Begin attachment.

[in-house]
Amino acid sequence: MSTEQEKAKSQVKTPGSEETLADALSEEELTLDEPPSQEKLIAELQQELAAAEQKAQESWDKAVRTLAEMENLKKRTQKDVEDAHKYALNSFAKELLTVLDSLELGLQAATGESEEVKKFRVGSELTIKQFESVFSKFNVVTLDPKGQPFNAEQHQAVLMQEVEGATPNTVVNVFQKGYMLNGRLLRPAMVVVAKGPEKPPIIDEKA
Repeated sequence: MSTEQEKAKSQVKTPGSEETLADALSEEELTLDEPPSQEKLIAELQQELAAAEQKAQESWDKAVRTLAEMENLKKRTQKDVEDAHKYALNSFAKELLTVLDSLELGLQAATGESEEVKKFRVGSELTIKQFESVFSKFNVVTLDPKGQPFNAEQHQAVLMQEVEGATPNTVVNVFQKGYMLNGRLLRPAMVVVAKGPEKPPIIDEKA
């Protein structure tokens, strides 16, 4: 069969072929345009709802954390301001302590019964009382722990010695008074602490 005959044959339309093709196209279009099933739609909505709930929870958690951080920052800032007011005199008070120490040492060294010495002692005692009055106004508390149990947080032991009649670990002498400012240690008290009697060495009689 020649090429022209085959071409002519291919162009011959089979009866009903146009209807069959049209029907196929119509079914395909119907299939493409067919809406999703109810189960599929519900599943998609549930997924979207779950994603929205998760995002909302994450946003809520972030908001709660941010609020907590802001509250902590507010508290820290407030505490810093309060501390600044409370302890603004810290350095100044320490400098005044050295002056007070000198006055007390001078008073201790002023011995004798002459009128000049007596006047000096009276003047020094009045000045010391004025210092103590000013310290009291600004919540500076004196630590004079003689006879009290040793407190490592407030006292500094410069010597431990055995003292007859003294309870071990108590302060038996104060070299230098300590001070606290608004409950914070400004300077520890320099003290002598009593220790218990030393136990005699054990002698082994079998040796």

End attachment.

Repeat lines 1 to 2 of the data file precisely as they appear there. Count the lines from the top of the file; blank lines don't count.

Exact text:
[in-house]
Amino acid sequence: MSTEQEKAKSQVKTPGSEETLADALSEEELTLDEPPSQEKLIAELQQELAAAEQKAQESWDKAVRTLAEMENLKKRTQKDVEDAHKYALNSFAKELLTVLDSLELGLQAATGESEEVKKFRVGSELTIKQFESVFSKFNVVTLDPKGQPFNAEQHQAVLMQEVEGATPNTVVNVFQKGYMLNGRLLRPAMVVVAKGPEKPPIIDEKA